After the jump, hackers busted, crime and the power of privilege, dronal decadence, a kidnapped Colombian general’s release promised, Fourth Estate woes in Libya, terrorism leads to call for Nigerian school closures, a split in the Hong Occupy movement, a Fourth Estate prosecution, Chinese journalism woes in the Philippines, a major development in China Seas Game of Zones, China denigrates criticism of its military expansion,  Washington calls for settlement of a Seoul/Tokyo insular spat, and yet another delay in settlement of that controversial Okinawa U.S. base relocation. . . Continue reading

EnviroWatch: Disease, climate, critters, nukes


We begin with another African outbreak, via the Guardian:

Plague kills 40 people in Madagascar

  • World Health Organisation is concerned about risk of disease spreading in the capital where two cases have been recorded

An outbreak of the plague has killed 40 people out of 119 confirmed cases in Madagascar since late August and there is a risk of the disease spreading rapidly in the capital, the World Health Organisation has said.

So far two cases and one death have been recorded in the capital Antananarivo but those figures could climb quickly due to “the city’s high population density and the weakness of the healthcare system,” WHO warned.

“The situation is further complicated by the high level of resistance to deltamethrin (an insecticide used to control fleas) that has been observed in the country,” it added.

And another one in Europe, from DutchNews.nl:

More cases of bird flu in the Netherlands, poultry farmers fear the worst

Three more cases of avian flu have been identified at Dutch poultry farms, this time near Kamperveen in Overijssel, the economic affairs ministry said on Friday.

The first farm, which rears broiler chickens and has around 10,000 birds on site, was identified on Friday morning. One of the other two farms had some 15,000 ducks. All three farms are being cleared.

On Thursday avian flu was found at a farm in Ter Aar. That has now been confirmed the same infectious type as on the first farm last weekend. A nationwide ban on the movement of eggs, poultry and poultry manure will remain in force, the ministry said.

While the Guardian covers taxation as an instrument of public health:

Largest American Indian reservation approves junk-food tax to fight obesity

  • A 2% increase on sales tax for food with little to no nutritional value
  • One-third of Navajos are diabetic or prediabetic
  • Obesity rate in some age groups is as high as 60%

The sales tax on cookies, chips, sodas and other junk food sold on the country’s largest American Indian reservation is going up.

Navajo nation president Ben Shelly signed legislation Friday to increase by 2% the sales tax on food with little to no nutritional value, starting next year. No other sales tax on the Navajo nation specifically targets the spending habits of consumers. It will remain in effect until 2020, but it can be extended by the Navajo nation council.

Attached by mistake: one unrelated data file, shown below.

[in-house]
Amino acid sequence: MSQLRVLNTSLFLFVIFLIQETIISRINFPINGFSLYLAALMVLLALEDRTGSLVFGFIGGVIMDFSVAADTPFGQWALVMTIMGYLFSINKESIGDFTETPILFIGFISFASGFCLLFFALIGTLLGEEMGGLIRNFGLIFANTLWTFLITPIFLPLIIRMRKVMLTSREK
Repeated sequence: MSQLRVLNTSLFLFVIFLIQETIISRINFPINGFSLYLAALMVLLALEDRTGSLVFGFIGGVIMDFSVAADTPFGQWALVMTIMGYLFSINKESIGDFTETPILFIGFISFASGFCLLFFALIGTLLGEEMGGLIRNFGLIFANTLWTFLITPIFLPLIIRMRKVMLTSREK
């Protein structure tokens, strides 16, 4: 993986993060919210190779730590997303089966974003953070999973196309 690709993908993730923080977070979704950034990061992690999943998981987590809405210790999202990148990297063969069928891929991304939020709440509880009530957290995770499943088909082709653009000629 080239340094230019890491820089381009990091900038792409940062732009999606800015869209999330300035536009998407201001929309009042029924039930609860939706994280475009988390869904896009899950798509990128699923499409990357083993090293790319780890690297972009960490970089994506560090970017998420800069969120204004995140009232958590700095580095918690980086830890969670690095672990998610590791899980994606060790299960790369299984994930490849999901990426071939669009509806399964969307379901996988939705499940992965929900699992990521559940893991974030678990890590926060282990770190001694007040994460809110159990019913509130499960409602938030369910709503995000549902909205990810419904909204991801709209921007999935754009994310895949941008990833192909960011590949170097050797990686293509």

Navajos advocating for a junk-food tax said they wanted to pass a bill that could serve as a model for Indian country to improve the rates of diabetes and obesity among tribal members. Proposals targeting sugary drinks with proposed bans, size limits, tax hikes and warning labels haven’t gained widespread traction across the country.

And from AllAfrica, when one epidemic displaces another:

Liberia: Ebola Hampers HIV/Aids Care

Ebola has crippled the provision of treatment and care to people living with HIV/AIDS in Liberia, according to health workers and patients.

“We cannot get treatment normally now because of the outbreak of the Ebola disease in Liberia,” said 36-year-old Jeff Thompson, from Monrovia’s Jallah Town, who was diagnosed with HIV in 2011. “Our care centres are closed and all the health workers are scared to come to work.”

There are an estimated 30,000 people living with HIV in Liberia, according to UNAIDS.

Before the Ebola outbreak, more than 70 percent of them had access treatment via 144 HIV/AIDS care centres scattered across the country. But now, due to a shortage of health workers and fear about Ebola transmission, more than 60 percent these facilities have shut their doors, according to the National AIDS Control Program (NACP)

From Al Jazeera America, water rustlers:

California love: Water thieves just can’t get enough

  • In northern areas of the state, counties report illegal diversions from tanks, wells and streams

Something rare quickly becomes valuable. So it should come as no surprise that the latest target of thieves in a state suffering a historic drought is water.

California thieves are cutting pipes and taking water from fire hydrants, storage tanks, creeks and rivers to get their hands on several hundred gallons of the precious commodity.